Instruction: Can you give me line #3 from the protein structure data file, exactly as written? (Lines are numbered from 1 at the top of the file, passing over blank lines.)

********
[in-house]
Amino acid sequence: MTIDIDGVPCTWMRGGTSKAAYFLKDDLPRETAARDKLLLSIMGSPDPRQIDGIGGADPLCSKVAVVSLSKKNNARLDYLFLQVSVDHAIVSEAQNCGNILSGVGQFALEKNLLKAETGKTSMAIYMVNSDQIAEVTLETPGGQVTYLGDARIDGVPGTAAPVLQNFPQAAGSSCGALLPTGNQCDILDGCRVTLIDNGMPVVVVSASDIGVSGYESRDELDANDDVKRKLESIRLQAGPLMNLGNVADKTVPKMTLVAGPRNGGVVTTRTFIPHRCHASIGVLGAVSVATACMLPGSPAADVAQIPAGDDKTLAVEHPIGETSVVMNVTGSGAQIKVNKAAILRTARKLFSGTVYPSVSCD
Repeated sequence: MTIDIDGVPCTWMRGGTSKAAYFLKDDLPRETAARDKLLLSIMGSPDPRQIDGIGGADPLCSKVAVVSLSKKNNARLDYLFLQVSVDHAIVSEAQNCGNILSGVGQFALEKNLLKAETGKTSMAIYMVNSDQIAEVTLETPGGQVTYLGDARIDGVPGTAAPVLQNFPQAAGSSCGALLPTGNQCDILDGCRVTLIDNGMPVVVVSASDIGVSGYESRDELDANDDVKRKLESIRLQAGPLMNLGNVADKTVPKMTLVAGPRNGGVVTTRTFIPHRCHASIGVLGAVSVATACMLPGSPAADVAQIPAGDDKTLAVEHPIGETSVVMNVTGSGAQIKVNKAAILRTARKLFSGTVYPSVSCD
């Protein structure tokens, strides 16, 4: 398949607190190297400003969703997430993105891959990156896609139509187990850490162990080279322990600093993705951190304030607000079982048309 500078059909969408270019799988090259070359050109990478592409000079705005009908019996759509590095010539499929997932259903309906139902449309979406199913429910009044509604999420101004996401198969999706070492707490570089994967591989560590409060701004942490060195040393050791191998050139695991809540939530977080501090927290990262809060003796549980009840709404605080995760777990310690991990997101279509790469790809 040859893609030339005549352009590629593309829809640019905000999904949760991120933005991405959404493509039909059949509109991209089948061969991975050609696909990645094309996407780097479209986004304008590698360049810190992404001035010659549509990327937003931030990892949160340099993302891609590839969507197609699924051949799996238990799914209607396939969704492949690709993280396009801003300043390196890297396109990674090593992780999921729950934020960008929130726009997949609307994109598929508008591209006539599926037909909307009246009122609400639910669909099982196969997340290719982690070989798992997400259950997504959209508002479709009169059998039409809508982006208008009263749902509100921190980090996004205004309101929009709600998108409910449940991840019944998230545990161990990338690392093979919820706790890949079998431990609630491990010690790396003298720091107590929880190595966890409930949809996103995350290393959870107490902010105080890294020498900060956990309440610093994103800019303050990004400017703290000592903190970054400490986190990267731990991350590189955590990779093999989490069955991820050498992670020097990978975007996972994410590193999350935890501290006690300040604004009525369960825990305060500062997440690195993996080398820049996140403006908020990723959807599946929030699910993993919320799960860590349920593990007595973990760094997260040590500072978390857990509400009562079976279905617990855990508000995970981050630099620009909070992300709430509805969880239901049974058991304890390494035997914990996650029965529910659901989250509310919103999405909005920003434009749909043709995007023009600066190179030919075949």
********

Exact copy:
Repeated sequence: MTIDIDGVPCTWMRGGTSKAAYFLKDDLPRETAARDKLLLSIMGSPDPRQIDGIGGADPLCSKVAVVSLSKKNNARLDYLFLQVSVDHAIVSEAQNCGNILSGVGQFALEKNLLKAETGKTSMAIYMVNSDQIAEVTLETPGGQVTYLGDARIDGVPGTAAPVLQNFPQAAGSSCGALLPTGNQCDILDGCRVTLIDNGMPVVVVSASDIGVSGYESRDELDANDDVKRKLESIRLQAGPLMNLGNVADKTVPKMTLVAGPRNGGVVTTRTFIPHRCHASIGVLGAVSVATACMLPGSPAADVAQIPAGDDKTLAVEHPIGETSVVMNVTGSGAQIKVNKAAILRTARKLFSGTVYPSVSCD